Gamestop stock controversy continues to escalate
Brokerage firm Robinhood came under intense scrutiny on Thursday after suspending buy orders on soaring stocks like GameStop, AMC and others. However, the firm announced it would reinstate trading on Friday after securing $1bn (£730m) funding in a week like no other on Wall Street.
The decision to suspend trading on stocks such as GameStop, AMC Entertainment and other stocks came as the so-called “Reddit stocks” continued their surge upwards in the early moments of trading on Friday. The decision by online brokerages like Robinhood left many traders with an inability to purchase stock in the companies, only offering the option to sell or reduce existing positions.
GameStop shares fell from $490 (£357) to $234 (£171) in the space of five minutes after trading was suspended, and AMC entertainment shares also fell by more than 50%, instigating a wave of criticism towards online brokerage platforms from retail investors and even high-profile politicians Alexandria Ocasio-Cortez and Ted Cruz, who both expressed their support for court hearings if necessary.
2020 presidential candidate Elizabeth Warren was also critical of the actions of the SEC (Securities and Exchange Commission) stating that the agency showed an “inability and unwillingness” to deal with what she believed was blatant market manipulation by Wall Street.
Robinhood CEO defends decision to suspend trading
Robinhood CEO, Vladimir Tenev, addressed the anger of its users over the company’s decision to suspend trading, stating in an interview on CNBC that it was taken “in order to protect the firm and protect our customers”.
The CEO cited financial requirements that online brokerages such as his own have when fulfilling customers’ orders and explained that these requirements can grow in times of extreme volatility. Tenev dismissed accusations circling social media suggesting the firm’s decisions were taken due to external pressures from other market makers or hedge funds.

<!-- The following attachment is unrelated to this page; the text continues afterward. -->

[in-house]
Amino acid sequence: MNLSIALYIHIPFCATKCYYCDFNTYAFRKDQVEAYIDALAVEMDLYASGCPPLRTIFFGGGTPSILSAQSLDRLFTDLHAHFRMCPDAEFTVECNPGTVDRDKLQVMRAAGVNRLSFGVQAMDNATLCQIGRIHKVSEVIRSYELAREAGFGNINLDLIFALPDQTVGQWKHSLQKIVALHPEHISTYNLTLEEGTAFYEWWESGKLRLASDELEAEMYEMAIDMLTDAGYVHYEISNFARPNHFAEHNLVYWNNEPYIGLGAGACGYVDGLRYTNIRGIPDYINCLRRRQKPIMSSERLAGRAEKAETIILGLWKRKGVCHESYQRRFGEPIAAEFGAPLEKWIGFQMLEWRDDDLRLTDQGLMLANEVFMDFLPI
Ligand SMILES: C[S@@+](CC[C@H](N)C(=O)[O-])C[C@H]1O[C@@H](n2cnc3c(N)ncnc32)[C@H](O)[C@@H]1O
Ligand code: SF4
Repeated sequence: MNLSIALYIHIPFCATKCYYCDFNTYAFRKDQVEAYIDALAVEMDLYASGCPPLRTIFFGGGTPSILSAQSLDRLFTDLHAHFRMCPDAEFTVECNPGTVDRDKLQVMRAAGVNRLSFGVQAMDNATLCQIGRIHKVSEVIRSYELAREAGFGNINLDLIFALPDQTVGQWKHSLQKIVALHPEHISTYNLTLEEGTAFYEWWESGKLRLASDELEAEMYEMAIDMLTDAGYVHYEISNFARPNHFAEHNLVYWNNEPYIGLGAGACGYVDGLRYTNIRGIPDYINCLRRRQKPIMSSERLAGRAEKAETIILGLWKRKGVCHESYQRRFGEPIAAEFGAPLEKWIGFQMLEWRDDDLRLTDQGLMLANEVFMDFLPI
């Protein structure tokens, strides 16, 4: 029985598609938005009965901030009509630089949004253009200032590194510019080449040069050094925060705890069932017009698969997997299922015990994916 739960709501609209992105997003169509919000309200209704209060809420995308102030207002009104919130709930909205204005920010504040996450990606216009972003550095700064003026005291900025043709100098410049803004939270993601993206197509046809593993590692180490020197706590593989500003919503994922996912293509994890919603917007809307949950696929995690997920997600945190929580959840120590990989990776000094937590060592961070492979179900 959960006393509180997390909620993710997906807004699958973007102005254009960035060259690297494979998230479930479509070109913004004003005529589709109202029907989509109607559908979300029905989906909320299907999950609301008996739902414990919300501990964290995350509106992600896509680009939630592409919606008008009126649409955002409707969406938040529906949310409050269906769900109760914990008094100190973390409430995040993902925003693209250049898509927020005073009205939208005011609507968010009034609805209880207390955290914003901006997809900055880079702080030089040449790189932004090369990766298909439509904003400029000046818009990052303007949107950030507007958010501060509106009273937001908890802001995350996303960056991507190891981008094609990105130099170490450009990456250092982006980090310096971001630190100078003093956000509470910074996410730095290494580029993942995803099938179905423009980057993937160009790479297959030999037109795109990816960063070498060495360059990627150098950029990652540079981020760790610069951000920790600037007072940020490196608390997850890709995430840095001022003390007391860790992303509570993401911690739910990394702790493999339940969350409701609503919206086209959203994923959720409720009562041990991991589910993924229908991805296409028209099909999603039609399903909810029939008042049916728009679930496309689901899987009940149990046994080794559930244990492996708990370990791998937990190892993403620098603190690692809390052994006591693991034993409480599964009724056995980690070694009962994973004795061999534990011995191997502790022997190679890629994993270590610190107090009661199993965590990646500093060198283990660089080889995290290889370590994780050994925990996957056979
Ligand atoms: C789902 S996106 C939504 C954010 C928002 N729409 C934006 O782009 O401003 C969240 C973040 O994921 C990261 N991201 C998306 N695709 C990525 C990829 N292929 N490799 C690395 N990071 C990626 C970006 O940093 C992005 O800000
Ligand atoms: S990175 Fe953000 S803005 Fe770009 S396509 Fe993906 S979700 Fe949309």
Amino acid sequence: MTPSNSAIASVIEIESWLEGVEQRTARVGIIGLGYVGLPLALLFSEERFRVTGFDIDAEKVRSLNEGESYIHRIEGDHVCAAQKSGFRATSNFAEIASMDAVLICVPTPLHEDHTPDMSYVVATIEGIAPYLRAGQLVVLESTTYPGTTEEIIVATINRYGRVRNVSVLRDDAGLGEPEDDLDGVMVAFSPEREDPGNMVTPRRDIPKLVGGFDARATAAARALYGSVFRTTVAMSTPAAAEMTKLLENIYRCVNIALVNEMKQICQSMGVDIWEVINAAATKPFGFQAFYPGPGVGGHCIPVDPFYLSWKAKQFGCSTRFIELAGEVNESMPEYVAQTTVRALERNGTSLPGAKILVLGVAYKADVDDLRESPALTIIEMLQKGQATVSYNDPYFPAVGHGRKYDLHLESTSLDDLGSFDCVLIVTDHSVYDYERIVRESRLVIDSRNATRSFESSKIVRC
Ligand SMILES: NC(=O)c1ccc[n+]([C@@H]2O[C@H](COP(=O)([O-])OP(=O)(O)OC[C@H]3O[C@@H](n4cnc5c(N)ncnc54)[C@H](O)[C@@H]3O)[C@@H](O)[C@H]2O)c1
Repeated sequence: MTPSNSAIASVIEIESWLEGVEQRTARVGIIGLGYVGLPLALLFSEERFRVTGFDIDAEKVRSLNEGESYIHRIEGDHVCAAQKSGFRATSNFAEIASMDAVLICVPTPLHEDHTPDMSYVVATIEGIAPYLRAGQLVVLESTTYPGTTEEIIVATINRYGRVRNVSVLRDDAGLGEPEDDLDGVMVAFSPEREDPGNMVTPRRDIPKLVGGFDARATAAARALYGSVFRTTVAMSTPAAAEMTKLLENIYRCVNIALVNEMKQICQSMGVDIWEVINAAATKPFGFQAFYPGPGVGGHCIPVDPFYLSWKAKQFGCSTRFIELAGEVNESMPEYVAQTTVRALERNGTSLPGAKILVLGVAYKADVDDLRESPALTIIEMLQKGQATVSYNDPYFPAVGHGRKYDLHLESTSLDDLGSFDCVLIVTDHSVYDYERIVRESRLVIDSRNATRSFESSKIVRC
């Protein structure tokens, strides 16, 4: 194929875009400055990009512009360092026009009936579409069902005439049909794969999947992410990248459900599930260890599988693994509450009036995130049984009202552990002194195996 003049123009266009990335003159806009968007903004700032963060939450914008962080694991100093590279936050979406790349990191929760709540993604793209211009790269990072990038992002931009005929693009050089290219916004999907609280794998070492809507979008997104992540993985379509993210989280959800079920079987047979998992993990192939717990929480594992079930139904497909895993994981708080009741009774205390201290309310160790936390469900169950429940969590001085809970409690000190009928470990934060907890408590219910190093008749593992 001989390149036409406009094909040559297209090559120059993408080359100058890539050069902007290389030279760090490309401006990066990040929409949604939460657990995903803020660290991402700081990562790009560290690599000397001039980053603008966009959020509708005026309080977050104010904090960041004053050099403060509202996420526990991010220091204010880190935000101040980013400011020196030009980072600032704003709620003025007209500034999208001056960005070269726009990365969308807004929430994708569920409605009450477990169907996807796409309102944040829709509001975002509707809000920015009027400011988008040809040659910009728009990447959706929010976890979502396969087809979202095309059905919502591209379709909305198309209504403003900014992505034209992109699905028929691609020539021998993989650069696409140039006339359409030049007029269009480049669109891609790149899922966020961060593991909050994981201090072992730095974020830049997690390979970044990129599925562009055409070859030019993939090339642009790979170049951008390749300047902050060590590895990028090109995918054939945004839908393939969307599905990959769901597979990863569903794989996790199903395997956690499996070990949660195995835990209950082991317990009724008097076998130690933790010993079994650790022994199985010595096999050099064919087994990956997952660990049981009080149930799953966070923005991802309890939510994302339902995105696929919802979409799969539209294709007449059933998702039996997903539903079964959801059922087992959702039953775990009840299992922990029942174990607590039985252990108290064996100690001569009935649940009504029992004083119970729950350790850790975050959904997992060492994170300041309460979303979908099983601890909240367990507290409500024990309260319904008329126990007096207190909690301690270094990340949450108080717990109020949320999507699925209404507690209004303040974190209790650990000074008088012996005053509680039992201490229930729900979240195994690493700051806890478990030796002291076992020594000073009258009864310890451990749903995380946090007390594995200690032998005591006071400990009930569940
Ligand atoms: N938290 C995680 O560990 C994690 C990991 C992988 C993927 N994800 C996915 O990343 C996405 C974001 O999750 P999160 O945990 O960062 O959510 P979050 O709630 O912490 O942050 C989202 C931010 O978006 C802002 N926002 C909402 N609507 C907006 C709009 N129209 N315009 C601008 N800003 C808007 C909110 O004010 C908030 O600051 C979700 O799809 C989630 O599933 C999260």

Robinhood has assured users that limited trading in GameStop, AMC and others will resume on Friday, after the company secured $1bn (£730m) in emergency funding from investors to deal with the market frenzy.
However, one is left to wonder the damage the events have already caused to the company’s reputation, particularly among retail investors, and the severity this could have on Robinhood’s IPO which was scheduled for later this year.
GameStop recovers strongly in the post- and pre-market
Shares in GameStop closed on Thursday at $193.60 (£141.18), down 44% on the day. AMC, Blackberry and Bed, Bath and Beyond, other heavily shorted stocks which soared earlier in the week also fell 56%, 41% and 36% respectively on Thursday.
However, the stocks rallied on the news of a resumption in limited trading on Friday, with GameStop’s share price climbing 68% to $325.00 (£237.00) by the end of the trading week. Short interest on GameStop is still anticipated to be close to 100% at the time of writing, and it will be interesting to see just how long GameStop’s share price can remain at such an eye-watering level.
How could this change markets moving forward?
It remains to be seen how the events of this week will change market regulation moving forward. The effect that online trading platforms and social media can have on markets has been evident for all to see this week, however, there has been nothing illegal in the retail traders’ actions.
As such, there has been much controversy over the actions taken by brokerage firms around the globe, as well as American messaging platform Discord which was accused of censorship after banning the Reddit group, r/WallStreetBets, from its platform on Thursday.
Whilst the surge in heavily shorted stocks like GameStop will eventually die down, it is evident that the controversy stemming from the events will not disappear for some time. One can therefore expect much conversation in the coming months about how the market authorities can prevent such a messy situation from repeating itself in the future.
This article offers general information about investing and the stock market, but should not be construed as personal investment advice. It has been provided without consideration of your personal circumstances or objectives. It should not be interpreted as an inducement, invitation or recommendation relating to any of the products listed or referred to. The value of investments can fall as well as rise, and you may get back less than you invested, so your capital is at risk. Past performance is no guarantee of future results. If you’re not sure which investments are right for you, please get financial advice. The author holds no positions in any share mentioned.
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